Sonic Boom Research

Sonic Boom research


The shock waves created by a T-38 jet in supersonic flight at Mach 1.1 and at 4000m altitude are seen here using a technique called Schlieren of Aircraft in Flight (SAF). A telescope is pointed at the Sun and its light focused onto a knife edge, behind which is a camera. A curved slit aperture ensures that only light from the very edge of the Sun is used. An aircraft flies precisely between the telescope and the Sun. The change in density of the air in the shock wave bends the path of the light passing through it, making that part of the image fall either away from or onto the knife edge. The changes in density are shown as darker or brighter patches. Here these have been digitally coloured - higher density as red and lower density as yellow. Seeing how real shock waves propagate is crucial to developing quieter supersonic airliners for the future.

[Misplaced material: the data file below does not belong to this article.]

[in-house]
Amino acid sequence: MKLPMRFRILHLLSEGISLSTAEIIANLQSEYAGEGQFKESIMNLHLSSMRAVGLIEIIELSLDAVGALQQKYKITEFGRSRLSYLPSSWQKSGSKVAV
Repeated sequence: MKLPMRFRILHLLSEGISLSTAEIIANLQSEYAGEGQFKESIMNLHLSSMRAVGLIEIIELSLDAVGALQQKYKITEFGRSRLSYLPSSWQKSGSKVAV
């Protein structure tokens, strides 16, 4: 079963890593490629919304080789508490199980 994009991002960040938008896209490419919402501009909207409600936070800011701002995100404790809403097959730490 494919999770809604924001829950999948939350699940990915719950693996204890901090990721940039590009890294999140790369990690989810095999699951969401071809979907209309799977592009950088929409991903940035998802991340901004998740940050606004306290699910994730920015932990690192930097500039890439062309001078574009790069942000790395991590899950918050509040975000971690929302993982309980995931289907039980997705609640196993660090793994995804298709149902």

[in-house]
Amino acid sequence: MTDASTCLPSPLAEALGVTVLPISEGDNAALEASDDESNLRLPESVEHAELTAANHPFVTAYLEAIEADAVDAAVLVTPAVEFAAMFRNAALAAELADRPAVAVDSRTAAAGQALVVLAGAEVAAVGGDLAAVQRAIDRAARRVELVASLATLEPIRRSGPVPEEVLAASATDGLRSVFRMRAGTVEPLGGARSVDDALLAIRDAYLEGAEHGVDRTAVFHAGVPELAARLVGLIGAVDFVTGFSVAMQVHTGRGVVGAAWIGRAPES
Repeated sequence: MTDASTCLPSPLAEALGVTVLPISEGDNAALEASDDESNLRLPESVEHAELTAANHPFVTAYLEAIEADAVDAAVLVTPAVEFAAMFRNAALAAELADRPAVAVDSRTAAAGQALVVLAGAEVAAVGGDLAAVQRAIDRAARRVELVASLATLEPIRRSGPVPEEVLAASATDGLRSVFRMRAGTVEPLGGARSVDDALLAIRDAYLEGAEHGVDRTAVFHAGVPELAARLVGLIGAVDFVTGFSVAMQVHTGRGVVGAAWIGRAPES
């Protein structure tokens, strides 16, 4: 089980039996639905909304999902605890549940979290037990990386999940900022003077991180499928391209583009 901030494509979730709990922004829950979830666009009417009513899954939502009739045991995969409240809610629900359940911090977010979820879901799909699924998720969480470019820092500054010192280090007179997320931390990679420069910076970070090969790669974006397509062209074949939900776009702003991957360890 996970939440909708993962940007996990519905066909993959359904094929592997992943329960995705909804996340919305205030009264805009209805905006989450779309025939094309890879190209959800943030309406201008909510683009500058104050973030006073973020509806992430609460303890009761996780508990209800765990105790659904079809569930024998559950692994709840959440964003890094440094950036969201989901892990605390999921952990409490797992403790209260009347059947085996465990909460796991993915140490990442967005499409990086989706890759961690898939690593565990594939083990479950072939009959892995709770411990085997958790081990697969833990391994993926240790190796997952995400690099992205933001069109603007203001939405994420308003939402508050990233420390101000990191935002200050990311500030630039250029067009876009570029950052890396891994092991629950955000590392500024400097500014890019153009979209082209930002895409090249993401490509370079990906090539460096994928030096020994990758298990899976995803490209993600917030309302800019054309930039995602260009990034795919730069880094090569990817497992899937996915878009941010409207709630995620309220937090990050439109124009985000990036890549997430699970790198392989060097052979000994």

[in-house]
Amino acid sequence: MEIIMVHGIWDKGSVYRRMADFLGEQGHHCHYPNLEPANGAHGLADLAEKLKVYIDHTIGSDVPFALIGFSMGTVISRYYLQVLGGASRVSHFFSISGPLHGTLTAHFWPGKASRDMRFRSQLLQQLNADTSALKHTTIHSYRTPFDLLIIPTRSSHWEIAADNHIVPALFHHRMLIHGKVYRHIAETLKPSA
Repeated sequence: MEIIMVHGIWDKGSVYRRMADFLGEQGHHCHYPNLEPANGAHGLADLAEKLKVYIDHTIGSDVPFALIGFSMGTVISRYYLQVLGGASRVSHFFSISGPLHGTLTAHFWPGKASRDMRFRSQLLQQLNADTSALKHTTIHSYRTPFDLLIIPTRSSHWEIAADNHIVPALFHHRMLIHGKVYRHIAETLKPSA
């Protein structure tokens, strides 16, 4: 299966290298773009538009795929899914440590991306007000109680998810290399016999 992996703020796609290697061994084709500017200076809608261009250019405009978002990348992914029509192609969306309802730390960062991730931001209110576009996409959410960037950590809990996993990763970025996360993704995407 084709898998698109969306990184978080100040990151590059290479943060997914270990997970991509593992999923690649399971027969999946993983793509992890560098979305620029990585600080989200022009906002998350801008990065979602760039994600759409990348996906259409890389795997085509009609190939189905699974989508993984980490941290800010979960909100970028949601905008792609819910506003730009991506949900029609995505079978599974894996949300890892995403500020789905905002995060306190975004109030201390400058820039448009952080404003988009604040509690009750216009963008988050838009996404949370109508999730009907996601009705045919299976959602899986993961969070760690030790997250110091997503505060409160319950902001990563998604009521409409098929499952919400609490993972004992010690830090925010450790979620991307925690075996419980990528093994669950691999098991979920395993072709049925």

Image © Leonard Weinstein/NASA


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